Playing with my microview

Today I had a few problems working on other projects, so I started to get going with this lil fella:

WIN_20140724_004028

 

As this was my 21st birthday present, my daddy darling picked the 75 dollar reward tier which included a nice learning kit:

WIN_20140724_004148

It’s pretty sweet as particularly for people who don’t always have the gear to start with arduino straight away, this provides lots of things: LEDs, including 1 RGB LED, resistors, sensors like temperature, photoresistors, flex, but also a motor and a servo, and lots of other things I’ve not mentioned.

Initial thoughts:

As soon as I plugged the microview into my surface, it popped up with a welcome message, a few demos and then a tutorial showing where to plug in wires and eventually, an LED which flashed on and off. This is a brill use of the screen and means it’s literally a plug and play device.

I went on from this to try and get going with changing the code and went over to codebender – I’ve never used this before but heard good reviews. After a few minutes of installing things of which codebender provided all the links for, my microview popped up with “Hello World” and a little image, so sure enough, I signed up for codebender with my github account. As both a windows user and a surface user, I was dead impressed at how easy this was and well, the fact it definitely works with a surface pro 2 is a big plus (bit like the Swiss flag…)…although I’m still thinking of getting rid of my surface. Gotta be honest.

Further thoughts

Anyhoo, that was a few days ago – I then put it down to work on other stuff and to wait for my heart rate sensor to get set up this weekend, but this eve was at a loss for what to hack, so I cracked it out and went through the tutorials which come with the kit (http://kit.microview.io for anyone who has the same tier as me).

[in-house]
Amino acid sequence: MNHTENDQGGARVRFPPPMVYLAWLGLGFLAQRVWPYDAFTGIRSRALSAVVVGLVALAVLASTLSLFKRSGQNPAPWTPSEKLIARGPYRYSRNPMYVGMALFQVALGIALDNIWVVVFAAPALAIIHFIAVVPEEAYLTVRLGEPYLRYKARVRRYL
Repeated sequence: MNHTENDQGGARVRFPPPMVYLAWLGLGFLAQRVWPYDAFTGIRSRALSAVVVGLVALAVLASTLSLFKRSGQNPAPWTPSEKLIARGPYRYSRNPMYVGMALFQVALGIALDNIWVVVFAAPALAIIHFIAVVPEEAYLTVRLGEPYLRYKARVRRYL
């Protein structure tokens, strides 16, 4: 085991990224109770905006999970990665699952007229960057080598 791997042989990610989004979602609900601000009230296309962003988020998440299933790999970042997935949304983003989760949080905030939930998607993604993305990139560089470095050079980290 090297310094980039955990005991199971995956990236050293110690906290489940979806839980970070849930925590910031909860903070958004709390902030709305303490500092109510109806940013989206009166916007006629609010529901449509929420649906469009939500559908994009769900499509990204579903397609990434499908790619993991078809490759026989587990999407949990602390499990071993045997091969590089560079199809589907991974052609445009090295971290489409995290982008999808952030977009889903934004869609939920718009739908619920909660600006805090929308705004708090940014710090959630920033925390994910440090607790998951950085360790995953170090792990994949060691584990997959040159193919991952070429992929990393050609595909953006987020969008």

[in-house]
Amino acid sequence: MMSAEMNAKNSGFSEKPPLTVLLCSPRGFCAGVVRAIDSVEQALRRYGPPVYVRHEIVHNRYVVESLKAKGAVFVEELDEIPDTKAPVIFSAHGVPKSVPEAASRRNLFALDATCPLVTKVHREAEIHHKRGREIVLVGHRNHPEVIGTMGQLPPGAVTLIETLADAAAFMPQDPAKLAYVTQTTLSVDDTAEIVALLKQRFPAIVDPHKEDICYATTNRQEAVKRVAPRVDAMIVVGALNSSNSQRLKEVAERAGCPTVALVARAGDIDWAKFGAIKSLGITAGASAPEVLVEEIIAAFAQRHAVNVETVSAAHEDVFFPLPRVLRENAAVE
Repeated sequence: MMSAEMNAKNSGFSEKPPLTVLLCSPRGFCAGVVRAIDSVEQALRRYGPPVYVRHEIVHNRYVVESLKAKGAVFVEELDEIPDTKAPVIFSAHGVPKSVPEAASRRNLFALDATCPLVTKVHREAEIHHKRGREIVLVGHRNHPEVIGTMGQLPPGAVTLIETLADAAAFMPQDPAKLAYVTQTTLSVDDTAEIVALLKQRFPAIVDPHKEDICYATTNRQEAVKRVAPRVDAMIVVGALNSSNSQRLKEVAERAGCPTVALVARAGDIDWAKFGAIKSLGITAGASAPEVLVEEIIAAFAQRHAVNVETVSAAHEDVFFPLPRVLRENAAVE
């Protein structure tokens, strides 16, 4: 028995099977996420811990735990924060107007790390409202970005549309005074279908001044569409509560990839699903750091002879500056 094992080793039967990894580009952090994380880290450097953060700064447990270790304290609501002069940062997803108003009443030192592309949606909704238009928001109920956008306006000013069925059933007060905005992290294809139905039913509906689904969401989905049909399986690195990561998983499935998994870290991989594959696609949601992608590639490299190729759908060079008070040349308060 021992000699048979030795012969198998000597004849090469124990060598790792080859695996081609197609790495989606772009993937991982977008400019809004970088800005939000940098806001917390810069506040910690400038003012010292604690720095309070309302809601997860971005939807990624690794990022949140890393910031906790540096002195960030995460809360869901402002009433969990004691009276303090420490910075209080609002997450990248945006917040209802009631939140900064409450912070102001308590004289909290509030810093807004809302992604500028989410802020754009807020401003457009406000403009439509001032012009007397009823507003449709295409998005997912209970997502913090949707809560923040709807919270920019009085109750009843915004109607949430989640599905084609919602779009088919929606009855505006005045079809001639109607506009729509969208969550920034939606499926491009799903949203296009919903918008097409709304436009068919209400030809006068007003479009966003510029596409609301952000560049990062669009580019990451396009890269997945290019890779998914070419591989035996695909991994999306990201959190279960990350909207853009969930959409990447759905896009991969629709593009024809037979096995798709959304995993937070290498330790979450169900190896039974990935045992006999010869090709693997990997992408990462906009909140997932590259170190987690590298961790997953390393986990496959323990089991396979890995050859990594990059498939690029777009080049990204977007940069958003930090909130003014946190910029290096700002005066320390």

Once again I’m impressed at how smooth all of the tutorials are and how well it explains everything, plus the codebender plugins meaning I don’t have to open up the codebender page and duplicate all the tutorials is amazing. Soon enough I was addicted to completing the tutorials and I’ve now done 9 of them – I’ve only stopped because it’s half 12 and I think I need a break.

^^doing the glowing RGB LED tutorial.

I’m hoping they continue to add to these as there’s still a flex sensor and a shift register unused in my box, but if not I guess that’s a good project to work on, figuring out how the flex sensor works…

What I don’t like

There’s only 1 thing I don’t like: whilst the MicroView kit didn’t cost me anything as it was a present, I’m probably going to reuse it rather than buy another one as they’re a tadge expensive for me while I’m on a student budget. My first intended project is a necklace using my heart rate sensor (I really like making jewelry that lights up, ok!) , but if I for example, connect a jumper up to the pins necessary, that leaves several that will leave pocmarks around my neck…so I’m thinking of 3D printed pin cover with hooks for a necklace chain, but it would be nice if the pins could be retracted or flipped 90 degrees to the sides.

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